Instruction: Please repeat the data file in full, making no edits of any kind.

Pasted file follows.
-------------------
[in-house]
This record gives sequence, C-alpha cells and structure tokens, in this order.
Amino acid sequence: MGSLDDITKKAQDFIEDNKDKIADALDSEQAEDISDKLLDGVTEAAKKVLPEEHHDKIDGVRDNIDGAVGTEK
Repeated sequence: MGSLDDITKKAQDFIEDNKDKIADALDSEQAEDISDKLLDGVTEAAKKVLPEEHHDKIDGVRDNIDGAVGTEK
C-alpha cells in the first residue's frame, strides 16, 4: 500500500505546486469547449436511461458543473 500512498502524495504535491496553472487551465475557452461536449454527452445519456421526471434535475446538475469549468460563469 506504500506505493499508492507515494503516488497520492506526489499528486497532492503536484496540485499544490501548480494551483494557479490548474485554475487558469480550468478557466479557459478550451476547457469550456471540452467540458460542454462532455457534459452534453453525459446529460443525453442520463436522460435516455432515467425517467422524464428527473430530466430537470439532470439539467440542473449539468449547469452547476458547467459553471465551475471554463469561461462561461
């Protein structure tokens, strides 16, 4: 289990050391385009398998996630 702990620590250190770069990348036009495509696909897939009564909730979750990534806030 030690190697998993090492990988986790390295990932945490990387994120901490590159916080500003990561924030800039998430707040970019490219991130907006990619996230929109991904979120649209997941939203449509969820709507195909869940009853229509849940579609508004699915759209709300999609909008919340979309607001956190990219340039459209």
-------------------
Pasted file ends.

[in-house]
This record gives sequence, C-alpha cells and structure tokens, in this order.
Amino acid sequence: MGSLDDITKKAQDFIEDNKDKIADALDSEQAEDISDKLLDGVTEAAKKVLPEEHHDKIDGVRDNIDGAVGTEK
Repeated sequence: MGSLDDITKKAQDFIEDNKDKIADALDSEQAEDISDKLLDGVTEAAKKVLPEEHHDKIDGVRDNIDGAVGTEK
C-alpha cells in the first residue's frame, strides 16, 4: 500500500505546486469547449436511461458543473 500512498502524495504535491496553472487551465475557452461536449454527452445519456421526471434535475446538475469549468460563469 506504500506505493499508492507515494503516488497520492506526489499528486497532492503536484496540485499544490501548480494551483494557479490548474485554475487558469480550468478557466479557459478550451476547457469550456471540452467540458460542454462532455457534459452534453453525459446529460443525453442520463436522460435516455432515467425517467422524464428527473430530466430537470439532470439539467440542473449539468449547469452547476458547467459553471465551475471554463469561461462561461
């Protein structure tokens, strides 16, 4: 289990050391385009398998996630 702990620590250190770069990348036009495509696909897939009564909730979750990534806030 030690190697998993090492990988986790390295990932945490990387994120901490590159916080500003990561924030800039998430707040970019490219991130907006990619996230929109991904979120649209997941939203449509969820709507195909869940009853229509849940579609508004699915759209709300999609909008919340979309607001956190990219340039459209």